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What is a sophisticated investor?

ninja learning Oct 05, 2020

It’s not someone who wears designer suits and likes fine wines!  If you’re getting into the property market it can be tempting to get someone with money to invest in your property purchase, to help to get your portfolio moving.  But any joint venture (JV) partner who is investing cash MUST qualify as a sophisticated investor - according to the FCA.

This is also known as Directive PS13/3.

It covers a range of categories of investment - and includes property deals.  So, before you consider getting into a JV, you need to be sure that your potential investor qualifies as a sophisticated investor or falls into one of the excluded categories.

What is an Unregulated Collective Investment?

Any financial deal that offers a split of the profits and, by definition, a split of the losses; and you cannot guarantee that your project will make a profit.

The FCA’s viewpoint is that an unsophisticated investor can’t do an accurate analysis of what is - or is not - a good investment.

There are five criteria and an investor qualifies as a sophisticated investor by meeting any one these:

  1. An annual salary of £100K+
  2. Independent assets of £250K+ (not including equity in their main residence)
  3. Employed in an investment capacity in financial service industry i.e. a professional investor.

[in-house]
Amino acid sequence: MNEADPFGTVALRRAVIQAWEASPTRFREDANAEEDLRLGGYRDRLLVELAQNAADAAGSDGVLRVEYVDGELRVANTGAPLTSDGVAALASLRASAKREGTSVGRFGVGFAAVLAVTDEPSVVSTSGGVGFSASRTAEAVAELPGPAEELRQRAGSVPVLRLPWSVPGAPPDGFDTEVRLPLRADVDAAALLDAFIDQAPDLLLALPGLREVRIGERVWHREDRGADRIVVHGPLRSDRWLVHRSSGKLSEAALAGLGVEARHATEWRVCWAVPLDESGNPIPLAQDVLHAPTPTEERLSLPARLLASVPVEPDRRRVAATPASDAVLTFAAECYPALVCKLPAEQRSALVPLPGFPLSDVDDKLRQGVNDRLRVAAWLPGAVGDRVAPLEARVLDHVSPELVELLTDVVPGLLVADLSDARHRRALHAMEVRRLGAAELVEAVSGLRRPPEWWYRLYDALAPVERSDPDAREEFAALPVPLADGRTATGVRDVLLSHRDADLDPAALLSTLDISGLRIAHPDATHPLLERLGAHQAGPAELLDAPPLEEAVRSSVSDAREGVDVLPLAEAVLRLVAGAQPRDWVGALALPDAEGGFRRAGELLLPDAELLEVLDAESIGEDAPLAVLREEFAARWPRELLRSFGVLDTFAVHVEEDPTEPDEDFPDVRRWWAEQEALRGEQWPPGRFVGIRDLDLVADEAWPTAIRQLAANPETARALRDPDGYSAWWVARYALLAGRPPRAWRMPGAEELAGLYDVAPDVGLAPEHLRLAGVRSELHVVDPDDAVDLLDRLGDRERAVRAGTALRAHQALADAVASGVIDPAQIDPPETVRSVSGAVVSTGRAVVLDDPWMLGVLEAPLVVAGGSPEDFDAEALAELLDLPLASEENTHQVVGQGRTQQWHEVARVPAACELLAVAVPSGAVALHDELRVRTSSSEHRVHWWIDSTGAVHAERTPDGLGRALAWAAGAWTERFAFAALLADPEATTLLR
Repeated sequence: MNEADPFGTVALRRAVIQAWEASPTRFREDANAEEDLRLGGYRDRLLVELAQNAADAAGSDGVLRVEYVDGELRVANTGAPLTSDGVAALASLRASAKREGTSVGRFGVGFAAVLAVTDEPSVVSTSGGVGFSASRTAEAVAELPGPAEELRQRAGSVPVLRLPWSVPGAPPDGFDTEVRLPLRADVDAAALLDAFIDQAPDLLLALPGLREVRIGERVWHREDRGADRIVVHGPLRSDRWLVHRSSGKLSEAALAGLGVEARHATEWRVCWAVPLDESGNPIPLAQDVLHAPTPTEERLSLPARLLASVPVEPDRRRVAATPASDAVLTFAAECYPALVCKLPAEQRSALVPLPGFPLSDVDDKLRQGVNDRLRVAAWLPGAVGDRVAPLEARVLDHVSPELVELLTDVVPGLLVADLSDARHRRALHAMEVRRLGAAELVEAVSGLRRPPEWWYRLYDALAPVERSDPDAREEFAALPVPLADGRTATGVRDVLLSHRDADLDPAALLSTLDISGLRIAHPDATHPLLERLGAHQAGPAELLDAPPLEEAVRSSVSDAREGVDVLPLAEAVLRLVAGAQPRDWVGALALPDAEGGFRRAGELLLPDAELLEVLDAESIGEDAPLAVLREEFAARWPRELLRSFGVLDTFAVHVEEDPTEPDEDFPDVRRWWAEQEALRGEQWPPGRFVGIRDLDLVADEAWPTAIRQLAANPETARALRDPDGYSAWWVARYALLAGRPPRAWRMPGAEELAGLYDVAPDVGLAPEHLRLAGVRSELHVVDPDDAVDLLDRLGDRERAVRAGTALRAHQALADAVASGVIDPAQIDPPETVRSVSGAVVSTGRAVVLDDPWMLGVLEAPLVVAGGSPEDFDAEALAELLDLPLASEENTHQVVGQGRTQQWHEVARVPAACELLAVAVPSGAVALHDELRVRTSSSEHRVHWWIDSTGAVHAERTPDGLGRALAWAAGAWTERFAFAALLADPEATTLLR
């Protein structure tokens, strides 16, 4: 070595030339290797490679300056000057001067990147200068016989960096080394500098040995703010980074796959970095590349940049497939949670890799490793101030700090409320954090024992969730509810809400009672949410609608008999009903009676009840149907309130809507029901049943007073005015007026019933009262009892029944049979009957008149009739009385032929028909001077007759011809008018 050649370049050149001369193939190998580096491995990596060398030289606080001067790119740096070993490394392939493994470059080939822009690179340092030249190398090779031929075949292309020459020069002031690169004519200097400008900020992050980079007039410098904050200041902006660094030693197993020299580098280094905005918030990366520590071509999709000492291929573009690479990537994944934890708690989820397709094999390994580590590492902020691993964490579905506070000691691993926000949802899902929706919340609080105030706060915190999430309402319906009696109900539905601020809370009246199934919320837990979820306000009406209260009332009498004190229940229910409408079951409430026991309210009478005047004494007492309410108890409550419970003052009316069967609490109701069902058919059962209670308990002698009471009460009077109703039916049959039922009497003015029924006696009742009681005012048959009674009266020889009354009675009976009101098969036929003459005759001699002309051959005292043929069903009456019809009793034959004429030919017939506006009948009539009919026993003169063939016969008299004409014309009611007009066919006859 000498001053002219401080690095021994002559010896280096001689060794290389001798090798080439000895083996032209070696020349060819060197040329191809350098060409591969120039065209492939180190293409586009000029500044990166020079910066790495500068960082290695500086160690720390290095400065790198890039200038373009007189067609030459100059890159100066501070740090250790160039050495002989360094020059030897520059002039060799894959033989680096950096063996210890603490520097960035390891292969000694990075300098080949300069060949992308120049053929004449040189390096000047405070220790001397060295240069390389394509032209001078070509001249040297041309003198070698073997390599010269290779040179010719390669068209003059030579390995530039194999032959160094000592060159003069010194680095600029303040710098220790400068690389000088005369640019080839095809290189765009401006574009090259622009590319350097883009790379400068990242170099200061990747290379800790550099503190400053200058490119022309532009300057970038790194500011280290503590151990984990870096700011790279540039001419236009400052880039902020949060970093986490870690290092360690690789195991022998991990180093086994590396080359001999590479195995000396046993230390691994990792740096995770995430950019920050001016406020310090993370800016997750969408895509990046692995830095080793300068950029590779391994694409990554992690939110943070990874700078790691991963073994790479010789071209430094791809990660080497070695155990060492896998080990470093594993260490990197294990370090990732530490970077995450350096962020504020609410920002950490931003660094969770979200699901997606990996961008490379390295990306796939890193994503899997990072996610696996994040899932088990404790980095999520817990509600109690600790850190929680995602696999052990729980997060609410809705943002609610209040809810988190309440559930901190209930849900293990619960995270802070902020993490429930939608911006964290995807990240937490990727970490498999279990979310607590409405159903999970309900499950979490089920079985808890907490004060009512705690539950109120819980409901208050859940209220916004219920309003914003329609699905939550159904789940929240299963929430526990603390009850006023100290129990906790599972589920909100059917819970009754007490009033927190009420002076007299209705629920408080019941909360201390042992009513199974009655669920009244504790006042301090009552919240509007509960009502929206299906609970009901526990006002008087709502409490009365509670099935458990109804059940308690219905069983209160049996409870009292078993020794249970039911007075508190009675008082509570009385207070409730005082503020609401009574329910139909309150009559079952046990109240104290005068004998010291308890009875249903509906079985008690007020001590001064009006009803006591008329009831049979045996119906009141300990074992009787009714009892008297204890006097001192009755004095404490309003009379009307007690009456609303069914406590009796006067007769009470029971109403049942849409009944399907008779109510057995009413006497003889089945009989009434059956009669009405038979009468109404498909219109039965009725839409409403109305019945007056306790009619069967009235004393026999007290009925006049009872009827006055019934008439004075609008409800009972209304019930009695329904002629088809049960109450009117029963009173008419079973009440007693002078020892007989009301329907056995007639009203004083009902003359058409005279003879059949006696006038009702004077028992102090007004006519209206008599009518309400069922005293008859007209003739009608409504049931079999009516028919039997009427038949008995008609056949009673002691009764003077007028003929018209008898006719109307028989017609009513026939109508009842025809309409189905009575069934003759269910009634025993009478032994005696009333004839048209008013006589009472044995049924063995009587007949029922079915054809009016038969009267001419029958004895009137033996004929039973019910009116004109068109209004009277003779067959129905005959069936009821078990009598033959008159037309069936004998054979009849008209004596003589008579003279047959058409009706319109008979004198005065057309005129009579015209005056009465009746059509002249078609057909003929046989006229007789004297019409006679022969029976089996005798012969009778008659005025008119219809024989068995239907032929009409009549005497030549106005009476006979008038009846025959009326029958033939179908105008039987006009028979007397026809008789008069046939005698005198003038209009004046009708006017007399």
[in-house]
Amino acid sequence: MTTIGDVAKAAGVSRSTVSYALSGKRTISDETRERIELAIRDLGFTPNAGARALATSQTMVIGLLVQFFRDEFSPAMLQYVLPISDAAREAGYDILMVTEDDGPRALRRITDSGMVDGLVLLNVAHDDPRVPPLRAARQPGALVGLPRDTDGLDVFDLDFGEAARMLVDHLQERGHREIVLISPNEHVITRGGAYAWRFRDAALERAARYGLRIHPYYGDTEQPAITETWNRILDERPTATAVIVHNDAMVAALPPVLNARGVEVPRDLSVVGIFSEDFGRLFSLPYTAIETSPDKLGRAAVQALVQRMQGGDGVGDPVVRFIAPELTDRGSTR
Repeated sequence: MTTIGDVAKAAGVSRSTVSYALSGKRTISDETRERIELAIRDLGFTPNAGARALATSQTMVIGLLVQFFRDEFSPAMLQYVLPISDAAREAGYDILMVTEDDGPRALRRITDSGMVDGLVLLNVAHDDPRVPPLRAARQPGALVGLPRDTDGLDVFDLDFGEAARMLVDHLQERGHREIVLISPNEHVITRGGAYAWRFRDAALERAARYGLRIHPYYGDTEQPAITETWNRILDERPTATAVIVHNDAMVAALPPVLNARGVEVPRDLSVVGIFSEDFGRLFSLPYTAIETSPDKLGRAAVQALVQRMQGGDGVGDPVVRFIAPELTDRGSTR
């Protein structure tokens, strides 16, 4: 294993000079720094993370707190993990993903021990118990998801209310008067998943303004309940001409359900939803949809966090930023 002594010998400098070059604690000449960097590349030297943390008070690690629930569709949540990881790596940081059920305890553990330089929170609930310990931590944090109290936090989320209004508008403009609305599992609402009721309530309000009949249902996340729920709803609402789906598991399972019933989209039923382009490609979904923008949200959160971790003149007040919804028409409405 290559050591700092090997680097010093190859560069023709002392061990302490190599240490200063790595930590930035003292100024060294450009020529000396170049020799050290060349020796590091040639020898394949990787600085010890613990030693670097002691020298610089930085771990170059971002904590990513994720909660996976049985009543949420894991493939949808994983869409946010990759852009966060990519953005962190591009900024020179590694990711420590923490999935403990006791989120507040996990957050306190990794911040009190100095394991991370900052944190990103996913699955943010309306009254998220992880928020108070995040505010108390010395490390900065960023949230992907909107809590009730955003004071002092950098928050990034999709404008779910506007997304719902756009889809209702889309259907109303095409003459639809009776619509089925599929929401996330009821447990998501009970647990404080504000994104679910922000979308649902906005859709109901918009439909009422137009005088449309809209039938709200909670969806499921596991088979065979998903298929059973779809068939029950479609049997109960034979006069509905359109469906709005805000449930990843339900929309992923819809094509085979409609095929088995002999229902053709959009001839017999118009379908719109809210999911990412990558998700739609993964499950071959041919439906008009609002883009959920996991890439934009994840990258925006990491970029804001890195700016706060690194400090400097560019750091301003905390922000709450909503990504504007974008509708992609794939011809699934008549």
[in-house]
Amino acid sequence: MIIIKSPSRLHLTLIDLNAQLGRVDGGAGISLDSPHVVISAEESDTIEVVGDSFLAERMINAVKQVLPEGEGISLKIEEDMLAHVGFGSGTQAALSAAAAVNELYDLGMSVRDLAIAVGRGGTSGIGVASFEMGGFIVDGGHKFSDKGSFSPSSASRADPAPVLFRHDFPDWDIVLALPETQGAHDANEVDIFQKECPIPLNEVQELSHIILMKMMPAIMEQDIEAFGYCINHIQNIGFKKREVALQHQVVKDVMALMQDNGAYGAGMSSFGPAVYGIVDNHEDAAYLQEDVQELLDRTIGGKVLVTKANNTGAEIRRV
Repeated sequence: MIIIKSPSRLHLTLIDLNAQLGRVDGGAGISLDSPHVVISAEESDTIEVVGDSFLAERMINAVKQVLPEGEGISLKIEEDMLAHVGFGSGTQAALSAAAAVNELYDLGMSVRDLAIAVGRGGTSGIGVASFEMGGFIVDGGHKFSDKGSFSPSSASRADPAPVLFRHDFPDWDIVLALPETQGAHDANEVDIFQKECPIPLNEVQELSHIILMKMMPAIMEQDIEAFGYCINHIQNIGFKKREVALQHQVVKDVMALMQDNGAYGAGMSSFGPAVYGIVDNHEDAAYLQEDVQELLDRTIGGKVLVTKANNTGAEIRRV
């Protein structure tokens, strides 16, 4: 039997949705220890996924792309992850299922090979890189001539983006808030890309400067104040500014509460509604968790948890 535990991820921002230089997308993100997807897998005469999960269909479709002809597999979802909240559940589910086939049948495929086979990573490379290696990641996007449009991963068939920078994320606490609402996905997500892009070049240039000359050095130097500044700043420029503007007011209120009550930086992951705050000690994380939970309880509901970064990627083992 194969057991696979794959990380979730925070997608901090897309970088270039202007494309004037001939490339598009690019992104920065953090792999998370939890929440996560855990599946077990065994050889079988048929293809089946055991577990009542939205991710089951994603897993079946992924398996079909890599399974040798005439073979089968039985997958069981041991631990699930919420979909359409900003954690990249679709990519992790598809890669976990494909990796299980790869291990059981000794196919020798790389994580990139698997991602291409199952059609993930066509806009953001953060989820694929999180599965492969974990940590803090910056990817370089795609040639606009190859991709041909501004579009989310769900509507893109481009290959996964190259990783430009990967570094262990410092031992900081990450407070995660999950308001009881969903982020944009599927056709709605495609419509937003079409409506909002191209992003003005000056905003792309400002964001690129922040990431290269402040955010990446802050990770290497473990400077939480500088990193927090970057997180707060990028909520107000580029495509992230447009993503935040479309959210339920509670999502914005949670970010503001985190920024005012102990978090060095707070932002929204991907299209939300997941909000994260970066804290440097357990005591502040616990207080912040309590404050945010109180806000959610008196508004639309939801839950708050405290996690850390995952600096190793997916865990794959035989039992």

4. Director of £1M+ turnover per annum company
  5. A bona fide angel investor in business start-ups

These categories assume a degree of high-level decision making, which will contribute to that person’s ability to effectively analyse investment opportunities.

There are two exclusions to these criteria:

  1. A family member
  2. A friend of long standing i.e. several years

The two exceptions work on the basis that someone would not exploit or disadvantage these types of very personal relationships.

How will the FCA know if you ignore the Directive?

At the outset, they probably won’t, but it only takes a deal to go pear-shaped for a disgruntled JV partner to look for recompense.  If they discover there is a way to get their money back, most will take it.

Claiming ignorance of the Directive is no excuse.  As far as the FCA is concerned, if you are marketing an Unregulated Collective Investment, you know what you’re doing - and the rules of the game.  Even a signed disclaimer from your JV partner may not be enough for the FCA to find in your favour, so play the JV game very carefully.

My advice is always to use bridging rather than a JV partner - and it will cost less in the long run.


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